Joyce DiDonato, soprano. Il Complesso Barocco, Dmitry Sinkovsky, conductor and violin.

Mezzo Soprano Joyce DiDonato

DIDONATO, THE DIVINE DIVA

by John Boyajy
Tuesday, November 20, 2012

Mezzo-soprano Joyce DiDonato and the Baroque consort Il Complesso Barocco came to Sonoma State’s Weill Hall Nov. 20 with "Drama Queens," a concert consisting entirely of Baroque arias and instrumental works. The subtitle might well have been “How Not To Take Abuse, Infidelity, Revenge and Death Too Seriously.” Indeed, there were moments when Ms. DiDonato and her cohorts might have been mistaken for a rock group. She made it clear from the beginning that while she and the Complesso were classical musicians, it was not only acceptable but desirable to have some fun with one another on stage.

Ms. DiDonato, an international star who recently was named Musical America’s Vocalist of the Year, is the quintessential diva. She embraces her characters with intensity and conviction, and the result is mesmerizing. Many of her selections plied the depths of despair, torment, anguish and emotional pain, and in these, as well as the fewer more upbeat arias, her ability to capture the mood was brilliant.

Weill Hall’s acoustics were perfect for the Complesso’s 15 members. The strings sounded warm and rich, as did Ms. DiDonato’s voice, even in the softest passages. Before the many encores at the end of the concert, the singer told the audience, “You are so lucky to have this hall.” Understatement. The sound in Weill Hall is simply spectacular, and the audience luxuriated in the sonority.

The musicians--most importantly Ms. DiDonato and lead violinist Dmitry Sinkovsky--have clearly studied Baroque performance practice, and the music had a feeling of improvisation and spontaneity. Mr. Sinkovsky is a virtuosic leader, exhibiting his own flavor of charisma. The violinists and violists stood throughout the performance, but their leader went a step beyond, dancing, prancing and deep-knee-bending his way through every piece, his pony tail bobbing. An unnamed theorbo player was a gifted continuo contributor with refined projection. The group is small enough to have close rapport, often taking their cues directly from Ms. DiDonato. The ensemble playing was exemplary.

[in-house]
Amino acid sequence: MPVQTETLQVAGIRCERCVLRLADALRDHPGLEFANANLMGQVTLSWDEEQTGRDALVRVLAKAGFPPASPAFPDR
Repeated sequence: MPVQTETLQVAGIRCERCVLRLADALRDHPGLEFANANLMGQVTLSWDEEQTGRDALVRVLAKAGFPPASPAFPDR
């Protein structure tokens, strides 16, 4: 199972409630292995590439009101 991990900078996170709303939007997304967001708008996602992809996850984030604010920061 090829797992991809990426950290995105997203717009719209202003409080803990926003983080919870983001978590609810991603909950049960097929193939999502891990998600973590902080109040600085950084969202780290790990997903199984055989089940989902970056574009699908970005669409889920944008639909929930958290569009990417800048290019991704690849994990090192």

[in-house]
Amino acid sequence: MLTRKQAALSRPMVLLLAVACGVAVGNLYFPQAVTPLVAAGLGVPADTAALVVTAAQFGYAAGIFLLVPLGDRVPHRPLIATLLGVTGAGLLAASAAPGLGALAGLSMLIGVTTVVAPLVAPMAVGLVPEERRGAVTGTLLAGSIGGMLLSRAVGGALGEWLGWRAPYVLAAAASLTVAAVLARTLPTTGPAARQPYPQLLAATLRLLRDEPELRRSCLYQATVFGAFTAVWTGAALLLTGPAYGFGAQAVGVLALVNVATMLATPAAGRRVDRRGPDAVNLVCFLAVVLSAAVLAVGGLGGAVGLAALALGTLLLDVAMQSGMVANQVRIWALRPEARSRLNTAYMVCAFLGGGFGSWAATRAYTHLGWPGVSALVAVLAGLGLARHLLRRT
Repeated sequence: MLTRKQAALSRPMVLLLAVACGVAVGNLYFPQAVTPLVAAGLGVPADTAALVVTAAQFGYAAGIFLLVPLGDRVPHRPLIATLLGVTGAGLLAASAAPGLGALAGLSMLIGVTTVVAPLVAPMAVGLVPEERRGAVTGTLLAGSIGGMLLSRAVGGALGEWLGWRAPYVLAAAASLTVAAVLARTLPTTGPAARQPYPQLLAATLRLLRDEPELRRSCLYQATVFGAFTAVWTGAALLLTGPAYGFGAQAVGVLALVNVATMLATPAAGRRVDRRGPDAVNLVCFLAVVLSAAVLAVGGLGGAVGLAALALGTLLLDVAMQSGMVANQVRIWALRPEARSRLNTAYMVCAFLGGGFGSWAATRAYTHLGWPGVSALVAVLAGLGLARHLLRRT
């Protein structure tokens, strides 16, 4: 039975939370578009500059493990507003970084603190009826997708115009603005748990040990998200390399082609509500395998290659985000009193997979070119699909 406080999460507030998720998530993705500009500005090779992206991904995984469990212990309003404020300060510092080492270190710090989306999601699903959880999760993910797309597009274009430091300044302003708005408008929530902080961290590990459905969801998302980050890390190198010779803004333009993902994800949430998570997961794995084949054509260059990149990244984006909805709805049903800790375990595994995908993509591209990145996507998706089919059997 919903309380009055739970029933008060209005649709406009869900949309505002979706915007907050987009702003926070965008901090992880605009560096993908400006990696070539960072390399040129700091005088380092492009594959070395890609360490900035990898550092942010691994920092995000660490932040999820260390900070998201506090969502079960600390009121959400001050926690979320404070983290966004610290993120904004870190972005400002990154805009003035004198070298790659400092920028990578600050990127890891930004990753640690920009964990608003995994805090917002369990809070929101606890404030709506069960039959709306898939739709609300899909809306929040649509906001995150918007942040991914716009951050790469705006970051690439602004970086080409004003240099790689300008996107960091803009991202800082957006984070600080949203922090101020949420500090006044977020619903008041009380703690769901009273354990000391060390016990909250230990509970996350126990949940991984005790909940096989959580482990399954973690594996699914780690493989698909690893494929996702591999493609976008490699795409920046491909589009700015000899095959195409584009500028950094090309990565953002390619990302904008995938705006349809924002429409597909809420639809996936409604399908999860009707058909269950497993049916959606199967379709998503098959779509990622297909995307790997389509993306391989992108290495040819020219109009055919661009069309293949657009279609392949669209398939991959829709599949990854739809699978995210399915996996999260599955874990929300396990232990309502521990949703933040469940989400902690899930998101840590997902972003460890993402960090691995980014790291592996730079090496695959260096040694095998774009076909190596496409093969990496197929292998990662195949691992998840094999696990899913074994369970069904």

Ms. DiDonato’s voice is perfectly suited to the florid Baroque repertoire. She is a secure mezzo and has no difficulty with high tessitura, as in Giacomelli’s “Sposa, son disprezzata” (As a wife I am despised) and Hasse’s ”Morte col fiero aspetto” (Death's grisly aspect). She tossed off coloratura passages with skill and grace. She also exhibited great dynamic control, bringing an occasional phrase to an almost unbelievable level of softness. Only once during the evening did this strategy backfire for a brief moment, as a note faded beyond reach.

Elegant Baroque performance practice was notable throughout the evening. The strings players used a refined vibrato and frequent “hairpins” (paired crescendos and diminuendos). Ms. DiDonato also employed this technique, especially on long opening notes. There was plenty of ornamentation on the repeats, both by the instrumentalists and the singer.

One of the highlights of the evening was the Vivaldi Violin Concerto, RV 242, in which the athletic Mr. Sinkovsky demonstrated his ample technique and emotional drive in the virtuosic cadenzas. In his willingness to trade an occasional scratchy sound for passion and excitement, he reminded one of the Hungarian violinist Joseph Szigeti.

Responding to loud applause, Ms. DiDonato offered three encores. Keiser’s “Lasciami piangere” (Let me weep) was a slow and soulful threnody, and Orlandini's "Barbaro" (no translation needed) was a torrent of passionate invective. Handel’s lively “Brilla nell'alma,” which had concluded the formal program, was offered da capo to another ovation.

The musicians seemed to be having a good time throughout the evening. They smiled at each other often, and when she wasn't singing, Ms. DiDonato sometimes turned her back to the audience of 700 to smile in return. She also flicked her shoulders in time with the music and otherwise conveyed that this repertoire can be fun.

Except, perhaps, when she’s singing about torment, adultery and death.